New York’s Election Law was recently amended to allow ALL employees in New York State who are registered voters to take up to three hours of paid time off to vote in “any election”, regardless of their work schedule. The term “any election” includes the General Election held in November. It also appears to include Local, State and Federal Primary Elections in June, special elections which can take place any time of the year and even Village Elections in March. But, according to the New York State Board of Elections, the term does NOT include school district elections. We are hopeful that the Board of Elections will issue further guidance to clarify the definition of “any election” in this context.
The amendment eliminates the law’s prior eligibility condition that an employee must not have “sufficient time” outside of working hours to vote. The law contained a presumption that four consecutive hours before or after work constituted “sufficient time” in which to vote. The law now simply states that a registered voter may, without loss of pay for up to three hours, take off so much working time as will enable him or her to vote. This three hours of paid time off may not be deducted from any other type of paid leave time.
In order to be eligible for the time off, an employee must only comply with the following conditions:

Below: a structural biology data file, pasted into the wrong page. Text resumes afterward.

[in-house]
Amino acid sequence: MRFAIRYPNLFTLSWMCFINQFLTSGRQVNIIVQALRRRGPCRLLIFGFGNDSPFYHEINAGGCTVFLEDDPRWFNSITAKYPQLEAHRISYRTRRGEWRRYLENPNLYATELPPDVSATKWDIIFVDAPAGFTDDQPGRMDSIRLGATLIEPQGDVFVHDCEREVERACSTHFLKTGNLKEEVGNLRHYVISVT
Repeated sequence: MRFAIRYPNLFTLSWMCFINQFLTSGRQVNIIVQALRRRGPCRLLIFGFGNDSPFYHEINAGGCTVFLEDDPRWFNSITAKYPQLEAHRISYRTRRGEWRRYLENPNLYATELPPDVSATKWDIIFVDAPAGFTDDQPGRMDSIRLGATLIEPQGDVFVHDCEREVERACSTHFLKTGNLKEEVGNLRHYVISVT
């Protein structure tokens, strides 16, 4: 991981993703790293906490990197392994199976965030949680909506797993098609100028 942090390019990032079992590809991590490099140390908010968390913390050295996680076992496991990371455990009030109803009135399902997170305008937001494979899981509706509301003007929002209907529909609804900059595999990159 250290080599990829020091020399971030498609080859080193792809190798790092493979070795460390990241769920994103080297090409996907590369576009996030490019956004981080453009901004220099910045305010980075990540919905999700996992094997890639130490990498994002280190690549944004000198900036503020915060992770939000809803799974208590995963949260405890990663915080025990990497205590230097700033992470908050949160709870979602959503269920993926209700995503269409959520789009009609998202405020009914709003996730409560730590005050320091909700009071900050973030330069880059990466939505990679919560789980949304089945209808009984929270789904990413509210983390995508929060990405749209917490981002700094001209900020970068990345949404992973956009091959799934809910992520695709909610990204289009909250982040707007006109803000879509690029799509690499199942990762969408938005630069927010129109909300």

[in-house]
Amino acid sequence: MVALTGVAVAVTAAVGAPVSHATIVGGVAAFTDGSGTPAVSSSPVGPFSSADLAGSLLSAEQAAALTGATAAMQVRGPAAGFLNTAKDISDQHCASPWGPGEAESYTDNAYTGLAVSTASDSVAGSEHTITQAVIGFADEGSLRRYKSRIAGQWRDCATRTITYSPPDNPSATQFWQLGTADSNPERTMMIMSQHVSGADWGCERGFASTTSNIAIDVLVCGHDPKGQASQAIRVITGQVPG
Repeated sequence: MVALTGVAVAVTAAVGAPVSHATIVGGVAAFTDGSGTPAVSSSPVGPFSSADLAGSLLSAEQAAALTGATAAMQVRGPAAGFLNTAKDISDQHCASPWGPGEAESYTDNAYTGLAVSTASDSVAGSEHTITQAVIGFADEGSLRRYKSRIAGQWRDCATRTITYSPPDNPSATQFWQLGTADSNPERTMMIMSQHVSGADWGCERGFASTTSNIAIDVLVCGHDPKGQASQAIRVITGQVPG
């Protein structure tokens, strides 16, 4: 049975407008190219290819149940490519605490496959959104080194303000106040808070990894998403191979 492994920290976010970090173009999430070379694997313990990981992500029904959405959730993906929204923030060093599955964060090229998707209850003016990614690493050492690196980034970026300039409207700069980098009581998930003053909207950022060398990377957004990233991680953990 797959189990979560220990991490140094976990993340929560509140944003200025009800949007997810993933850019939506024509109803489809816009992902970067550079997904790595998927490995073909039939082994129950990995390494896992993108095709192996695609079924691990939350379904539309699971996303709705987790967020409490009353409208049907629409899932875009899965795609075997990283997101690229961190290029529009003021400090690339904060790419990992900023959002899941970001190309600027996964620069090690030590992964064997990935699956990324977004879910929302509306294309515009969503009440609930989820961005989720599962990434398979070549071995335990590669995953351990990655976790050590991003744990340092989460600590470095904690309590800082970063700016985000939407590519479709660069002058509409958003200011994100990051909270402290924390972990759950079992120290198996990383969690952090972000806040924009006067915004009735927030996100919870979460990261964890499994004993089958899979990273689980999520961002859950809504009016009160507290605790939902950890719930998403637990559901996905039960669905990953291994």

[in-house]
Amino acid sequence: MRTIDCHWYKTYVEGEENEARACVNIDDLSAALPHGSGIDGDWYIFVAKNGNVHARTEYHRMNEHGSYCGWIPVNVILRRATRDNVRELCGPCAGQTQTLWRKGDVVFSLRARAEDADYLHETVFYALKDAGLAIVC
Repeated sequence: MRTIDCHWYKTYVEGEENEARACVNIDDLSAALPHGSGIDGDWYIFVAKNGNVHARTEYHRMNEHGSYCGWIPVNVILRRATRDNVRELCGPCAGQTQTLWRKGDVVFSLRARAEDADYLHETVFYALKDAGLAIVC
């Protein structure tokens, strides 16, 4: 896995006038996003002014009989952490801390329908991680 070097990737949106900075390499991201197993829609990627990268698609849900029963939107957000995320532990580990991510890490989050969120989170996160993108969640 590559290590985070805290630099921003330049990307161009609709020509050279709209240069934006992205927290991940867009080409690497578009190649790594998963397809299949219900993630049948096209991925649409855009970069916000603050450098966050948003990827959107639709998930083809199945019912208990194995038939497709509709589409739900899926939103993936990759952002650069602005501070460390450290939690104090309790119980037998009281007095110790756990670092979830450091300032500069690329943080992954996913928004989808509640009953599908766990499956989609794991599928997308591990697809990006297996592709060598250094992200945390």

1. Be a registered voter.
2. Provide written notice to the employer at least two working days before the day of the election.
The newly-revised law permits an employer to designate whether the time off will be at the beginning or end of an employee’s shift. The employer and employee may also mutually agree on other arrangements.
News of this amendment should also serve as a reminder to all employers of this law’s long-standing posting requirement. For many years, Election Law section 3-110 has required employers to post a notice in the workplace informing employees of their rights and obligations under the statute. The notice must be posted starting at least ten working days before each election, until the polls close on the date of the election. Download the revised notice from the New York State Board of Elections here.
At this time, the New York State Board of Elections has not expressed an opinion on whether employers may require proof that employees who took time off to vote actually voted. It is possible that the Board of Elections may issue answers to “Frequently Asked Questions” about this and other issues related to this law.
For further information and/or assistance in this regard, please feel free to contact our Firm at (315) 437-7600. Also, please note that this and many other employment law and HR topics will be addressed at our 18th Annual Employment and Human Resources Law Solutions Conference on May 16-17, 2019 at Turning Stone Resort Casino. Click here for complete details.
Michael L. Dodd, Partner and Association Counsel
Ferrara Fiorenza PC